The poet himself was in no doubt, famously scolding the editors of the 1982 Penguin Book of Contemporary British Poetry: "Don't be surprised if I demur, for be advised/My passport's green./No glass of ours was ever raised/To toast the Queen".
(This, if memory serves me, occasioned an instant riposte from another well-known Irish poet, along the lines of: "Good on you, Seamus,/Knocking the Brits who made you famous".)
I mention this because in the Christmas issue of the Times Literary Supplement, backpage columnist JC seeks to reappropriate Heaney as an Englishman abroad.
"They won't thank you for saying so south of the six counties," JC writes, "but there is a sense in which Seamus Heaney was our national poet".
Pointing out that the Nobel laureate was "born and educated in the United Kingdom", JC further claims that he was "admired, even loved, by readers throughout Britain more than any latter-day poet we can think of".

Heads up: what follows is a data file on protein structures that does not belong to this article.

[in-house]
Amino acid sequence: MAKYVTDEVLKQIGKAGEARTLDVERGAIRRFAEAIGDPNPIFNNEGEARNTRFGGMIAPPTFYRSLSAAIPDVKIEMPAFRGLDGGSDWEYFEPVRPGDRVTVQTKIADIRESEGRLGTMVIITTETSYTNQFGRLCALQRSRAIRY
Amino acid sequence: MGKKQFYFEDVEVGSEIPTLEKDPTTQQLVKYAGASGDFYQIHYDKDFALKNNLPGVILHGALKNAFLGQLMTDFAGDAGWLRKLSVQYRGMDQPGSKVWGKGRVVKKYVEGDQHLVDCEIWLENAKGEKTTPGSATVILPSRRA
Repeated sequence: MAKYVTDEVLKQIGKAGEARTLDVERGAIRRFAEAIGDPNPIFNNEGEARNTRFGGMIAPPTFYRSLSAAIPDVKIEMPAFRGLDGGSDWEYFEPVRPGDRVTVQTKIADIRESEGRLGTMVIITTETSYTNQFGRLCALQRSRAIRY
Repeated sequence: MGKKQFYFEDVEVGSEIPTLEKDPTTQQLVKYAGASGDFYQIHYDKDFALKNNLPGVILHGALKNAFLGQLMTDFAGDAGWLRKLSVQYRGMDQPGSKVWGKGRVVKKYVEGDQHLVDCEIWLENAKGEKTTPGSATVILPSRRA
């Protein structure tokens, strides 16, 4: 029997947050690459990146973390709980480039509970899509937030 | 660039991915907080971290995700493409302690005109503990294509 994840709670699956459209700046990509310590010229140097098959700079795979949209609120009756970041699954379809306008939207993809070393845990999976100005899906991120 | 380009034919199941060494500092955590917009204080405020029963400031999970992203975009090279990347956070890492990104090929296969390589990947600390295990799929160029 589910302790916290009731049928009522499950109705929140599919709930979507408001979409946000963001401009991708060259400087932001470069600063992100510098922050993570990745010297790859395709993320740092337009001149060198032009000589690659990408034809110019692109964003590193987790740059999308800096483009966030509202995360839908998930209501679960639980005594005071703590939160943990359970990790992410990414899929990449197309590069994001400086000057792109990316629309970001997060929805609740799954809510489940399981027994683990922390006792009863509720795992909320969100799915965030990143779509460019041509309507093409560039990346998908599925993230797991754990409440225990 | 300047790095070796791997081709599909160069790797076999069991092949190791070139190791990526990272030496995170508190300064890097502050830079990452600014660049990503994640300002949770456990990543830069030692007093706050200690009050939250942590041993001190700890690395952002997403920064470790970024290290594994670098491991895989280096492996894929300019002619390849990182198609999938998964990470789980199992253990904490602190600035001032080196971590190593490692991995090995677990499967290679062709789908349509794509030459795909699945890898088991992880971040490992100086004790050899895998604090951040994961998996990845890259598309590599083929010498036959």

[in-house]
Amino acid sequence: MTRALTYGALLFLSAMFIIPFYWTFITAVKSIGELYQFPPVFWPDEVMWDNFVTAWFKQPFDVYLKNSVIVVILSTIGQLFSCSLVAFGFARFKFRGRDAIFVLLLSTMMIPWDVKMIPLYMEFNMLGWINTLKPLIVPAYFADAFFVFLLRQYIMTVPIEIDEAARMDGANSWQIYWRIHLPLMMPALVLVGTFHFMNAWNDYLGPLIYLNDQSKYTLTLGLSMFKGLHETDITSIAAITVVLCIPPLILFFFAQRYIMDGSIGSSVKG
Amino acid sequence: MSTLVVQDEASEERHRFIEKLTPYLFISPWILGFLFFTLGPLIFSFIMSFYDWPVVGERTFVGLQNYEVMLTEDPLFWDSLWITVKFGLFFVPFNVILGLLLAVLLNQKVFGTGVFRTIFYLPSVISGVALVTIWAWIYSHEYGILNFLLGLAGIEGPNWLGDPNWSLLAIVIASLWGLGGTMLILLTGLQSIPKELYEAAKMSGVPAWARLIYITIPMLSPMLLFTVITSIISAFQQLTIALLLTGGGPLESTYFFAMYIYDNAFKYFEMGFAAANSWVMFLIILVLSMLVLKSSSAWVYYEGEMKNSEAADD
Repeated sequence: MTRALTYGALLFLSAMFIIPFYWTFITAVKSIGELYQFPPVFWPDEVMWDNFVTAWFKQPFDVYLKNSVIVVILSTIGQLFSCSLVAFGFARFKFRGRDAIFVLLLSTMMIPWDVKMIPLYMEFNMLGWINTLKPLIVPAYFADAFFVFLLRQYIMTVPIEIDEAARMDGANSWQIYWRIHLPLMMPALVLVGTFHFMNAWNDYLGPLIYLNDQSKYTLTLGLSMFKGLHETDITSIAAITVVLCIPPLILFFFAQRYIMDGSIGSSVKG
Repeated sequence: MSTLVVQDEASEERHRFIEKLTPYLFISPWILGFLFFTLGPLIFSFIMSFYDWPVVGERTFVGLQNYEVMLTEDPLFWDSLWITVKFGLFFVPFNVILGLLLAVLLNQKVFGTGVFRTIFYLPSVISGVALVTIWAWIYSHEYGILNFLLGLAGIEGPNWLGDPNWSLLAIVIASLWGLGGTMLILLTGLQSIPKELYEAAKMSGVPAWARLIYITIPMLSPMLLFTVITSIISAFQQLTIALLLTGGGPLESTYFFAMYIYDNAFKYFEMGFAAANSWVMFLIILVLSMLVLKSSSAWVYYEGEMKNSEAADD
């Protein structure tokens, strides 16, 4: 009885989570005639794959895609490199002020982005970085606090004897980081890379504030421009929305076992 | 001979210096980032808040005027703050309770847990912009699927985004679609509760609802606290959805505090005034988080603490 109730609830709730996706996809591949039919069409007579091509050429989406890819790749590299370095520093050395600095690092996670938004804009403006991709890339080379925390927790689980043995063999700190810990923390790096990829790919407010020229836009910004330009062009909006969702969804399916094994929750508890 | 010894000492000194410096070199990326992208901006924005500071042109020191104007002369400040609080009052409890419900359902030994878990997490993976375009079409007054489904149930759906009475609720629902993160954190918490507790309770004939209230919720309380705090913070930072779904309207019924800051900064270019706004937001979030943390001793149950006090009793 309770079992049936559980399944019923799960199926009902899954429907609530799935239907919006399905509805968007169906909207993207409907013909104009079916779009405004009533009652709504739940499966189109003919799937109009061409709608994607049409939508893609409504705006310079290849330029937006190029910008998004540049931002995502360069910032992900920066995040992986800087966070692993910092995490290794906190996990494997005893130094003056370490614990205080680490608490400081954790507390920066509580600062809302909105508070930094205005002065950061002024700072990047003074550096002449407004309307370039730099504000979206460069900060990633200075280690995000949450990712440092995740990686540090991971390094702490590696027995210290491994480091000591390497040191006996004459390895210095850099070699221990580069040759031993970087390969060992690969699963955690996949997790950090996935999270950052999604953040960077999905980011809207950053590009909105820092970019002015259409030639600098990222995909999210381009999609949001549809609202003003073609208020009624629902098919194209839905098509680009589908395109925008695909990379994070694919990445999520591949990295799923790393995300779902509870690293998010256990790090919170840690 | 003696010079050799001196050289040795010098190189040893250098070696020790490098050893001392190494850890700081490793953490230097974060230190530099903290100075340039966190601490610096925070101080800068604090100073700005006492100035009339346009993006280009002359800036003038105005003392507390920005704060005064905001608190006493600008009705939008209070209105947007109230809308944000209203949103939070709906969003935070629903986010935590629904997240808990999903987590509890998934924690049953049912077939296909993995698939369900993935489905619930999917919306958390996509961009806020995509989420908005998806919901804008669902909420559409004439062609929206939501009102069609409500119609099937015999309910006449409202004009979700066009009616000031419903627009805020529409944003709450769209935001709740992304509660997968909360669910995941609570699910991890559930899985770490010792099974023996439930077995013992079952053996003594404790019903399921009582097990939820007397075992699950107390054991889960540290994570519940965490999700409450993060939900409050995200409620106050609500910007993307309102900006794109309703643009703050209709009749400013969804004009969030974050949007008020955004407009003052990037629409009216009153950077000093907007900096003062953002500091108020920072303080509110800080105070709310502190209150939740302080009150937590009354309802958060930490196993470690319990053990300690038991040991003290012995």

Arguing that "neither Gunn nor Hughes comes close", he maintains that Larkin "had no popularity beyond his books", whereas Heaney had "deep public appeal" in "abundance". Indeed, "one could say of him that it came naturally to him to be liked".
Few would argue with that, and indeed if Britain wants to embrace him as its national poet, so be it, just so long as those of us who live "south of the six counties" can do likewise, while also claiming national ownership of such other honest Ulstermen as Louis MacNeice, Michael Longley and Derek Mahon.
It's all a vexed question, I suppose. Indeed, it's worth bearing in mind that in their 1958 Oxford Book of Irish Verse, editors Donagh MacDonagh and Lennox Robinson included six poems by Robert Graves, that Wimbledon-born and most quintessentially English of poets.